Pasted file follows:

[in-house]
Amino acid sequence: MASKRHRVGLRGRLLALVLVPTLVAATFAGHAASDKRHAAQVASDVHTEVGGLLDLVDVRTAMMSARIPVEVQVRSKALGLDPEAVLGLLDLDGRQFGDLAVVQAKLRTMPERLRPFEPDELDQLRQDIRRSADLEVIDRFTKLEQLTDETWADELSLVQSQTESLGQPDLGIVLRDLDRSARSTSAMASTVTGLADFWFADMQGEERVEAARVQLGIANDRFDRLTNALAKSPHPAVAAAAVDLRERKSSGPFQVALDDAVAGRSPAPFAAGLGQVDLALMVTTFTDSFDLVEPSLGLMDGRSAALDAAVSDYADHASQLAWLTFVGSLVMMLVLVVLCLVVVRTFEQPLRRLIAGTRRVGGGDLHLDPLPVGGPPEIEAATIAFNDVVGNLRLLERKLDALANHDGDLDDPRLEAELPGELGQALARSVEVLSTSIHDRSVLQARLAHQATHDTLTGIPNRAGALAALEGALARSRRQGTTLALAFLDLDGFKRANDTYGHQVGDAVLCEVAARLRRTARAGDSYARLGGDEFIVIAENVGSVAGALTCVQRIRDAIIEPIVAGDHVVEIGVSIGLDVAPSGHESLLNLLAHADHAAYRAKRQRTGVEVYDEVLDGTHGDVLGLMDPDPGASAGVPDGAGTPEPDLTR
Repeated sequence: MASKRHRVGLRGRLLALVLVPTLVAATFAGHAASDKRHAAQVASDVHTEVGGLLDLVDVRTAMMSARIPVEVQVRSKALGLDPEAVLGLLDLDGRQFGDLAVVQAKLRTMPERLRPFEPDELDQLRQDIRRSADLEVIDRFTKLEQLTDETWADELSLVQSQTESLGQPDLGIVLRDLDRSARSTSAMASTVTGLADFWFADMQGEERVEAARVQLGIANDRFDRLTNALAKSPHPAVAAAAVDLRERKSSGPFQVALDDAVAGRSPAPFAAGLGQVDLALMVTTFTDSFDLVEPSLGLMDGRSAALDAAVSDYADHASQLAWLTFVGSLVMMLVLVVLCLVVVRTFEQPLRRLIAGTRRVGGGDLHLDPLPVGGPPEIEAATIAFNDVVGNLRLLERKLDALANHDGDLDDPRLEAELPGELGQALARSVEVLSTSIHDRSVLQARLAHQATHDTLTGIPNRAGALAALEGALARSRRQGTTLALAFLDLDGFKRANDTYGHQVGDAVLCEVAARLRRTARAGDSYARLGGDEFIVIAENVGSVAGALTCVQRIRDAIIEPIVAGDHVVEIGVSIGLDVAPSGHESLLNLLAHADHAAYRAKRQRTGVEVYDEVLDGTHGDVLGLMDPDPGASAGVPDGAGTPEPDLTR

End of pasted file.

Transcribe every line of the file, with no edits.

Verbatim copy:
[in-house]
Amino acid sequence: MASKRHRVGLRGRLLALVLVPTLVAATFAGHAASDKRHAAQVASDVHTEVGGLLDLVDVRTAMMSARIPVEVQVRSKALGLDPEAVLGLLDLDGRQFGDLAVVQAKLRTMPERLRPFEPDELDQLRQDIRRSADLEVIDRFTKLEQLTDETWADELSLVQSQTESLGQPDLGIVLRDLDRSARSTSAMASTVTGLADFWFADMQGEERVEAARVQLGIANDRFDRLTNALAKSPHPAVAAAAVDLRERKSSGPFQVALDDAVAGRSPAPFAAGLGQVDLALMVTTFTDSFDLVEPSLGLMDGRSAALDAAVSDYADHASQLAWLTFVGSLVMMLVLVVLCLVVVRTFEQPLRRLIAGTRRVGGGDLHLDPLPVGGPPEIEAATIAFNDVVGNLRLLERKLDALANHDGDLDDPRLEAELPGELGQALARSVEVLSTSIHDRSVLQARLAHQATHDTLTGIPNRAGALAALEGALARSRRQGTTLALAFLDLDGFKRANDTYGHQVGDAVLCEVAARLRRTARAGDSYARLGGDEFIVIAENVGSVAGALTCVQRIRDAIIEPIVAGDHVVEIGVSIGLDVAPSGHESLLNLLAHADHAAYRAKRQRTGVEVYDEVLDGTHGDVLGLMDPDPGASAGVPDGAGTPEPDLTR
Repeated sequence: MASKRHRVGLRGRLLALVLVPTLVAATFAGHAASDKRHAAQVASDVHTEVGGLLDLVDVRTAMMSARIPVEVQVRSKALGLDPEAVLGLLDLDGRQFGDLAVVQAKLRTMPERLRPFEPDELDQLRQDIRRSADLEVIDRFTKLEQLTDETWADELSLVQSQTESLGQPDLGIVLRDLDRSARSTSAMASTVTGLADFWFADMQGEERVEAARVQLGIANDRFDRLTNALAKSPHPAVAAAAVDLRERKSSGPFQVALDDAVAGRSPAPFAAGLGQVDLALMVTTFTDSFDLVEPSLGLMDGRSAALDAAVSDYADHASQLAWLTFVGSLVMMLVLVVLCLVVVRTFEQPLRRLIAGTRRVGGGDLHLDPLPVGGPPEIEAATIAFNDVVGNLRLLERKLDALANHDGDLDDPRLEAELPGELGQALARSVEVLSTSIHDRSVLQARLAHQATHDTLTGIPNRAGALAALEGALARSRRQGTTLALAFLDLDGFKRANDTYGHQVGDAVLCEVAARLRRTARAGDSYARLGGDEFIVIAENVGSVAGALTCVQRIRDAIIEPIVAGDHVVEIGVSIGLDVAPSGHESLLNLLAHADHAAYRAKRQRTGVEVYDEVLDGTHGDVLGLMDPDPGASAGVPDGAGTPEPDLTR